Course blog for American University PERF-570, Fall 2014
This article talks about a Brazil-based company, Cennarium, which has just launched a global on-demand streaming site for the performing arts. They plan to offer “users around the world able to access recordings of theatre, dance and opera from a variety of countries, with [subtitles] in more than 20 languages.”
Right now they are working on deals with theatres all over the world (they only mention the UK, but I would assume they are also pursuing Broadway giants in New York as well). Their deal gives Cennarium the right to record and share the performances and asks that the theatres gain the licenses necessary to produce, record, and distribute the show. The theatres will receive 50 percent of the net profits, after Cennarium has deducted their fees for marketing and distribution. If their on-demand service works, they even hope to host an international awards show that will take place in New York.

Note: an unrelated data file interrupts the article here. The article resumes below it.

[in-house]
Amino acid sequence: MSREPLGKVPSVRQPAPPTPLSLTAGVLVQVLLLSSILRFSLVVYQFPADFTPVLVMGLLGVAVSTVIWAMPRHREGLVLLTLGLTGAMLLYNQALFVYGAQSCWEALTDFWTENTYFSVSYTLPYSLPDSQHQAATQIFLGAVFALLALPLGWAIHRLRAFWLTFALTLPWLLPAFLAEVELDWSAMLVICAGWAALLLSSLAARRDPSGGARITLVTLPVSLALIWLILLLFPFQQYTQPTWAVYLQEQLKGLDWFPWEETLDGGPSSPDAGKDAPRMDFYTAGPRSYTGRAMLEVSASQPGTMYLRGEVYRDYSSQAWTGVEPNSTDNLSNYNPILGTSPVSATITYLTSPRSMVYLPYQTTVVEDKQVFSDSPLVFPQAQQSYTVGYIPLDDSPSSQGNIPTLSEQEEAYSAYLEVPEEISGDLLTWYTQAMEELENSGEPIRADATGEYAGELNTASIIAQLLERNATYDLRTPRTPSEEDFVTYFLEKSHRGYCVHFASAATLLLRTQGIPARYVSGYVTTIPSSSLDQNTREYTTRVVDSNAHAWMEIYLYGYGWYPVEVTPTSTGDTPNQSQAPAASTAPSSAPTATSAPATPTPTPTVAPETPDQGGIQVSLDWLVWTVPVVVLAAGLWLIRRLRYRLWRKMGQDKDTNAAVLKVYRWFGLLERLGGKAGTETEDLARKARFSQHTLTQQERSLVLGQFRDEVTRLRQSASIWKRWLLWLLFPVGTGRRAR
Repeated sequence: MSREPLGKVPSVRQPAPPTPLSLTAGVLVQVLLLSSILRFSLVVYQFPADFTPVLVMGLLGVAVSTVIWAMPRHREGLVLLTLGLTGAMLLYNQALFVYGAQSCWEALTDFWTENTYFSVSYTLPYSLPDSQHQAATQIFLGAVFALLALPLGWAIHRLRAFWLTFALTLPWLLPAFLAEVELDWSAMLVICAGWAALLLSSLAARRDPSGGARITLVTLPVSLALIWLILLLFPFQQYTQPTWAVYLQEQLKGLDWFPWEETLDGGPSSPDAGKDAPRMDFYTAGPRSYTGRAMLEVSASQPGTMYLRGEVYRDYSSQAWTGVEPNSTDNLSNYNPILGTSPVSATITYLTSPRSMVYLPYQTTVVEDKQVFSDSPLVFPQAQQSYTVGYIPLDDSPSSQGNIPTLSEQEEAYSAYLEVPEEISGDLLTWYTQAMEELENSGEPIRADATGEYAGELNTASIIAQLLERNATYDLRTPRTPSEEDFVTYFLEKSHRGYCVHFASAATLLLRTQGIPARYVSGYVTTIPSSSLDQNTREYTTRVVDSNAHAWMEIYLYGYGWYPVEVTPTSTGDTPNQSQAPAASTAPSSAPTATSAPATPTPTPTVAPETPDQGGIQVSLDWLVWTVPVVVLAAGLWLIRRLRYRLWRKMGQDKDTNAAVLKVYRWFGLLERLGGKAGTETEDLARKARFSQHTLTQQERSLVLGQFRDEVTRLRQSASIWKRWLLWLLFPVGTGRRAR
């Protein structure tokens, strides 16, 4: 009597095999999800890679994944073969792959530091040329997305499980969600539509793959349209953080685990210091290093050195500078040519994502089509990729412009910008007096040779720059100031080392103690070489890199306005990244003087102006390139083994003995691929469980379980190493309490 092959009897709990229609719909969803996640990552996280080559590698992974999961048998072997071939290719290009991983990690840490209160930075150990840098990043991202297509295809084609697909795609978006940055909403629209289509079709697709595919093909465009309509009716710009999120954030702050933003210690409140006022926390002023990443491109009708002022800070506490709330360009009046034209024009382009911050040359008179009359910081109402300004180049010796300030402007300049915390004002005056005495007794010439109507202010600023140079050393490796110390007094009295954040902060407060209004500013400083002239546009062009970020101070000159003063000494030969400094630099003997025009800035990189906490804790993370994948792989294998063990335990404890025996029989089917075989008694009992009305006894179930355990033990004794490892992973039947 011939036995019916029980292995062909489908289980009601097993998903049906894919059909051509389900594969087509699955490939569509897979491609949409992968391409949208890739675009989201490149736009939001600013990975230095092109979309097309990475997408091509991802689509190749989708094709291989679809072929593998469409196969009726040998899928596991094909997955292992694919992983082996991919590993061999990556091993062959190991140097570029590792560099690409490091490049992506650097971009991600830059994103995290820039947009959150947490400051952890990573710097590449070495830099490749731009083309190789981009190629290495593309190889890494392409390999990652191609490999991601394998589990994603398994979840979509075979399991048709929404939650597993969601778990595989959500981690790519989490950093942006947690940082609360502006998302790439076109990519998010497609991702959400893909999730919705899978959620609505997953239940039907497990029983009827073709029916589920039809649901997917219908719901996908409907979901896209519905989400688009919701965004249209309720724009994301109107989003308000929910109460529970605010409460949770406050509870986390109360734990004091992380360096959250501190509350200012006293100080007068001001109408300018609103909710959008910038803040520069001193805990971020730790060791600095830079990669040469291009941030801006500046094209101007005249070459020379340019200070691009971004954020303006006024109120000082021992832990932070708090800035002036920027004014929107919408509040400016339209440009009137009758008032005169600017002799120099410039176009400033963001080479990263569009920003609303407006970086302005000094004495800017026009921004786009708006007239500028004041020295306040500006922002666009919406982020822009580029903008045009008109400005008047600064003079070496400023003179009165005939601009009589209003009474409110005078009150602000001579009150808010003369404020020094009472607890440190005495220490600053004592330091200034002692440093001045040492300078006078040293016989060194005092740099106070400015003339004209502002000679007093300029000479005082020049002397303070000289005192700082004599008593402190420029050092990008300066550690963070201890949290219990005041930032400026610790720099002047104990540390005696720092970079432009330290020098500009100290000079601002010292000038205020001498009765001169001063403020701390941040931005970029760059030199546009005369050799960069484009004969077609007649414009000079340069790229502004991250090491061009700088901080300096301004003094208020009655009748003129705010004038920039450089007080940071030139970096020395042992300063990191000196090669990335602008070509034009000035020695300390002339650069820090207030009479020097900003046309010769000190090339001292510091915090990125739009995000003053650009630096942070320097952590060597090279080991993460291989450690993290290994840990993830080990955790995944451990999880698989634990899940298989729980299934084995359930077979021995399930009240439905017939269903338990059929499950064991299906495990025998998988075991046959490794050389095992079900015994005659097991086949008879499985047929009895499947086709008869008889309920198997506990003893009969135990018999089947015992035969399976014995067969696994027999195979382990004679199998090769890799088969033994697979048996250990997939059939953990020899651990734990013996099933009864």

I love the idea, and that the creators want to bring theatre to people all over the world who “never have the opportunity to go to the main cultural capitals to watch these shows.” It’s like Netflix for theatre. I’m curious to see what kind of theatre companies get behind this initiative, if they can get enough interest to be sustainable, and if the various country copyright laws will hinder or impede their progress.
What do you think?